Last year, the Truth and Reconciliation Commission of Canada released its Calls to Action to redress the legacy of Indian Residential Schools. The 11th Call to Action asks the federal government “to provide adequate funding to end the backlog of First Nations students seeking a post-secondary education.” I would like to respectfully include the honouring and fulfilling of the Treaty and Aboriginal right to education in the Calls to Action.
The federal government has the legal obligation to adequately fund First Nations seeking post-secondary education, yet it has severely cut funding for those students in addition to implementing the two percent funding cap on First Nations programs since 1996. The result is that the federal government has not honoured First Nation’s Treaty and Aboriginal right to education through deliberate underfunding. It is our right to education secured in Treaties between Indigenous Nations and the British Crown. It is our Treaty and Aboriginal right to education to attend all educational institutions built on unceded and unsurrendered First Nations territories.
I call upon all post-secondary institutions to honour First Nations Treaty and Aboriginal right to education by immediately waiving tuition and fees for First Nations students.
I call upon the federal and provincial governments to provide adequate funding to post-secondary institutions for the purposes of: hiring more First Nations professors in tenured/tenure-track positions; financially supporting First Nations graduate and undergraduate student research; providing adequate on-campus services to support the mental, physical and spiritual well-being of First Nations students; increasing institutional power of First Nations students, faculty, and staff to create safe spaces in which to learn and work and to respond to all forms of discrimination in academia; and allowing and encouraging First Nations students, faculty, and staff to bring their Indigenous epistemologies, ontologies, and pedagogies into post-secondary institutions.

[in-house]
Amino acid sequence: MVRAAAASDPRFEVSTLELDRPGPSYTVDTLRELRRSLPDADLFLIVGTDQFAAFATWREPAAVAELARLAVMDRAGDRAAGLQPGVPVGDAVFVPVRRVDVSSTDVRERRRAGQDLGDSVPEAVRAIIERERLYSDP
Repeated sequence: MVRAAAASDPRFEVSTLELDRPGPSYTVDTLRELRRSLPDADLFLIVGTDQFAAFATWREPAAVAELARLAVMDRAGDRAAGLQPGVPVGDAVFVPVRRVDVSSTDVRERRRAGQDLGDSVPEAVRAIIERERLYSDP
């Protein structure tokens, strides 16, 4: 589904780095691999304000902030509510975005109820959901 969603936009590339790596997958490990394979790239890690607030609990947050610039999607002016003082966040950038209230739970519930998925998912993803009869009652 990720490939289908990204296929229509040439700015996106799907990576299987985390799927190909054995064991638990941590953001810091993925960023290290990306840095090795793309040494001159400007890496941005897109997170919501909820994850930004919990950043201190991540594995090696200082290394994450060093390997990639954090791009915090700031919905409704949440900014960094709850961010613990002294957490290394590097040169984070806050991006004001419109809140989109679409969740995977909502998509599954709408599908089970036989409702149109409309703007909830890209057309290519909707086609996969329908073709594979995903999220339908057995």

Universities across Canada should build off the University of Guelph’s response to the TRC Calls to Action, which includes hiring five tenured/tenure-track positions and thousands of dollars for MA, PhD, and post-doctoral research grants. These are only a few actions that universities can take to create real, impactful change for First Nations students and faculty in post-secondary institutions. If universities are serious about answering the TRC Calls to Action, then I call upon Canadian universities to support their First Nations students on their academic journey in this way that allows for us to do research that is meaningful and impactful for our First Nations communities and ourselves.
Hupačasath and Alexander First Nations